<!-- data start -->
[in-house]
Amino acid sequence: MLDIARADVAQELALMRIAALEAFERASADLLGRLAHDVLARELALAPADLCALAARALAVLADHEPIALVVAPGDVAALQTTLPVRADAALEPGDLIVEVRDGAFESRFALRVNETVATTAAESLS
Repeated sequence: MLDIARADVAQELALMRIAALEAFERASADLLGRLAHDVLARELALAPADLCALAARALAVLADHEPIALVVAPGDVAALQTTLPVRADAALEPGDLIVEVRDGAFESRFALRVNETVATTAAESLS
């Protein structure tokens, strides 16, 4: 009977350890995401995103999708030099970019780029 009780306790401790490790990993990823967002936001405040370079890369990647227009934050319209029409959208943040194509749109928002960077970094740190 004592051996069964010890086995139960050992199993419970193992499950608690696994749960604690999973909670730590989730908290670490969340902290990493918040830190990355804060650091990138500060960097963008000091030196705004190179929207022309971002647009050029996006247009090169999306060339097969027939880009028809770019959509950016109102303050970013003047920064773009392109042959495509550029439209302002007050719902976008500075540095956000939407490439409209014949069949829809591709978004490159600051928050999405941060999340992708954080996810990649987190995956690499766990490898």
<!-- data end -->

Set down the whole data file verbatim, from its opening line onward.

[in-house]
Amino acid sequence: MLDIARADVAQELALMRIAALEAFERASADLLGRLAHDVLARELALAPADLCALAARALAVLADHEPIALVVAPGDVAALQTTLPVRADAALEPGDLIVEVRDGAFESRFALRVNETVATTAAESLS
Repeated sequence: MLDIARADVAQELALMRIAALEAFERASADLLGRLAHDVLARELALAPADLCALAARALAVLADHEPIALVVAPGDVAALQTTLPVRADAALEPGDLIVEVRDGAFESRFALRVNETVATTAAESLS
């Protein structure tokens, strides 16, 4: 009977350890995401995103999708030099970019780029 009780306790401790490790990993990823967002936001405040370079890369990647227009934050319209029409959208943040194509749109928002960077970094740190 004592051996069964010890086995139960050992199993419970193992499950608690696994749960604690999973909670730590989730908290670490969340902290990493918040830190990355804060650091990138500060960097963008000091030196705004190179929207022309971002647009050029996006247009090169999306060339097969027939880009028809770019959509950016109102303050970013003047920064773009392109042959495509550029439209302002007050719902976008500075540095956000939407490439409209014949069949829809591709978004490159600051928050999405941060999340992708954080996810990649987190995956690499766990490898």